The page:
The Professional Photographers’ Guide to Post Processing
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Arash’s Take on the guide…
In recent years, advances in CMOS image sensor technology have enabled DSLR cameras to capture detailed, high-quality images at very high ISO settings; this has taken low-light and action photography to a whole new level. To make the most out of your camera’s high ISO performance, proper post processing, including advanced noise reduction and efficient sharpening, is essential. The first step in effective post-processing is executing an optimal RAW conversion that produces a TIFF file that is clean, free of artifacts, and detailed, without too much sharpening or strong noise reduction. For Canon users, we recommend converting your RAW images in Canon Digital Photo Professional 4 (DPP 4). We cover exactly how to do that in the DPP 4 RAW Conversion Guide. This new supplemental guide deals with the post-RAW conversion processing of your TIFF files for final presentation.
In order to use this guide, you need Adobe Photoshop (CS4 or later) as well as the Neat Image noise reduction plugin for Photoshop. We recommend the pro version. You will need an up-to-date PC or Mac computer to process your files. A modern quad-core processor (Intel i7 or Xeon) with at least 16GB of RAM and a fast SSD drive for running Photoshop is recommended. It is best to do your image processing on a high quality IPS LCD panel capable of displaying Adobe RGB color gamut. We recommend calibrating your screen using a hardware color calibration solution such as Spyder or Xrite. The consumer LCD screens used in many laptops and low-end desktops suffer from poor contrast ratios and a limited color gamut. Images processed on inferior screens may appear noisy, too dark, too bright, or unsharp. And they will often show a color cast when viewed on a high quality monitor that has been properly calibrated.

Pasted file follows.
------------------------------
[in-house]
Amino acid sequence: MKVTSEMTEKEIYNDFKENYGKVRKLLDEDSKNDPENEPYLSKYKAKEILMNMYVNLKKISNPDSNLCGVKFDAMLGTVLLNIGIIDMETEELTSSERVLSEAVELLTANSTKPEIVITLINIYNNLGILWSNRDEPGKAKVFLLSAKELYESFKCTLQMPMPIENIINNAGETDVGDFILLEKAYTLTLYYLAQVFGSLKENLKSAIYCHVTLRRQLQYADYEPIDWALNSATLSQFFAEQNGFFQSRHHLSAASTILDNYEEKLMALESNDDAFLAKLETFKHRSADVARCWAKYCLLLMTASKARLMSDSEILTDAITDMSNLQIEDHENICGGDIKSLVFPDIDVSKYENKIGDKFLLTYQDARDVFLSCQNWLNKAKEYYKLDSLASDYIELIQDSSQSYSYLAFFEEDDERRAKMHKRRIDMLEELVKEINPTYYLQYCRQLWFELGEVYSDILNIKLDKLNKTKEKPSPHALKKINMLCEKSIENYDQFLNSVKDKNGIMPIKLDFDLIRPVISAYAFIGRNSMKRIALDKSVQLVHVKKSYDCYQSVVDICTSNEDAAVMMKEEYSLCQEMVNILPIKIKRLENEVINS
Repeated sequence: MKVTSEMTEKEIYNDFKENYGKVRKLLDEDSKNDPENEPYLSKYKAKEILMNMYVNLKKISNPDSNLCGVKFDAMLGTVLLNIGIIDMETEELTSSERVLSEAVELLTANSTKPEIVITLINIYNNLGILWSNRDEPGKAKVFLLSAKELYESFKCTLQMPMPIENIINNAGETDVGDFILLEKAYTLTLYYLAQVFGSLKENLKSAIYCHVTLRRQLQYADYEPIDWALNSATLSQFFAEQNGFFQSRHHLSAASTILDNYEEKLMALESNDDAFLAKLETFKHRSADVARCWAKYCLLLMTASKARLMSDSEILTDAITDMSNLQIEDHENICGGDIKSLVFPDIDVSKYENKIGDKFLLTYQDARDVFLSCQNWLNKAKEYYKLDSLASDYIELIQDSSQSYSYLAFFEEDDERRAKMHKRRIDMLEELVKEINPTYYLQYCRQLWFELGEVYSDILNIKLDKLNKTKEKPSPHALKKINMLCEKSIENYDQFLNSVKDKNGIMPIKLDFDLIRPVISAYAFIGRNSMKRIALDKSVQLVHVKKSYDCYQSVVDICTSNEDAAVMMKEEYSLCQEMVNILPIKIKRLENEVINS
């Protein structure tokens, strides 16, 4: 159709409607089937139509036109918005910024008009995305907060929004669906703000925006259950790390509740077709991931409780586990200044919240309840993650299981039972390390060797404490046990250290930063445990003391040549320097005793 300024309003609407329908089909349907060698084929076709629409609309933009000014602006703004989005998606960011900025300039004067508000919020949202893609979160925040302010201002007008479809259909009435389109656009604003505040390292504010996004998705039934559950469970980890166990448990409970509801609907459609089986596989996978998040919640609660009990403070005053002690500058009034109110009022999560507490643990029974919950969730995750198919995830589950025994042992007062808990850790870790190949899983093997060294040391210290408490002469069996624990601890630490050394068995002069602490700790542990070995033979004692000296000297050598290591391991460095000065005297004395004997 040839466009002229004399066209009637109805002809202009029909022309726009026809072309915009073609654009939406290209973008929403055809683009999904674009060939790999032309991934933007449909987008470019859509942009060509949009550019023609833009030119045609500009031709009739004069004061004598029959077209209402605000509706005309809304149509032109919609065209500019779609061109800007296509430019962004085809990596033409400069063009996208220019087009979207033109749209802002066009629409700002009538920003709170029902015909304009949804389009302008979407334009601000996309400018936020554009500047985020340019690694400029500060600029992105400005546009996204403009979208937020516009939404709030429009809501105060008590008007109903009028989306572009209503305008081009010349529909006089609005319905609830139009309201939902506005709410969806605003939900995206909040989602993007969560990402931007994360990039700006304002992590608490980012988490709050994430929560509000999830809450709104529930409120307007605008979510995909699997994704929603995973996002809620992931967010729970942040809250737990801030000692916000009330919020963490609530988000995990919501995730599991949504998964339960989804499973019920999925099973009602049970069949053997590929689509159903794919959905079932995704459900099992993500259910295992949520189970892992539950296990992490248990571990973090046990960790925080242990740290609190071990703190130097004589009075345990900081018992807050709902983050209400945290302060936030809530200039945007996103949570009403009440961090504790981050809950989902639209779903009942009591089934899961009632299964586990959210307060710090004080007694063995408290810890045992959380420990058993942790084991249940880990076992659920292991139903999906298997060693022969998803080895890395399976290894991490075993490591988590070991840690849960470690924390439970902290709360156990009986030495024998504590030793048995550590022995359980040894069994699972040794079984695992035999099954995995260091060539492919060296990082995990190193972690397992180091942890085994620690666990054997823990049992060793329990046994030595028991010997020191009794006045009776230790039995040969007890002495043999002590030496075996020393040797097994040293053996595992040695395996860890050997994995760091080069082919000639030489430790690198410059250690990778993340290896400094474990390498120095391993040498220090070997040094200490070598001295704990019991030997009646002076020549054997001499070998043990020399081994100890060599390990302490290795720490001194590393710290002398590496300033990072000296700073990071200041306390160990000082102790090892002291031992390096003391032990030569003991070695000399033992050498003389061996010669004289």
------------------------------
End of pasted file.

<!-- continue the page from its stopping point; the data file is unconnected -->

Artie’s Take on the guide…
This guide is for serious photographers who wish to maximize the quality of their optimized, noise reduced files and who want to learn to sharpen their images after they are sized for a final usage. The emphasis is on sharpening for electronic presentation. The guide includes the brilliant techniques that Arash developed for applying just the right amount of NR to the subject (while retaining all the fine detail) and then applying a lot more NR to the background where it is almost always needed. His efforts were refined by Arthur Morris to ensure that the guide is clear, concise, easy-to-read, and easy to-easy-to-follow; artie’s great strength is his how-to writing. He has used Arash’s brilliant NR and sharpening techniques on his 15 inch Macbook Pro with Retina Display with great success.
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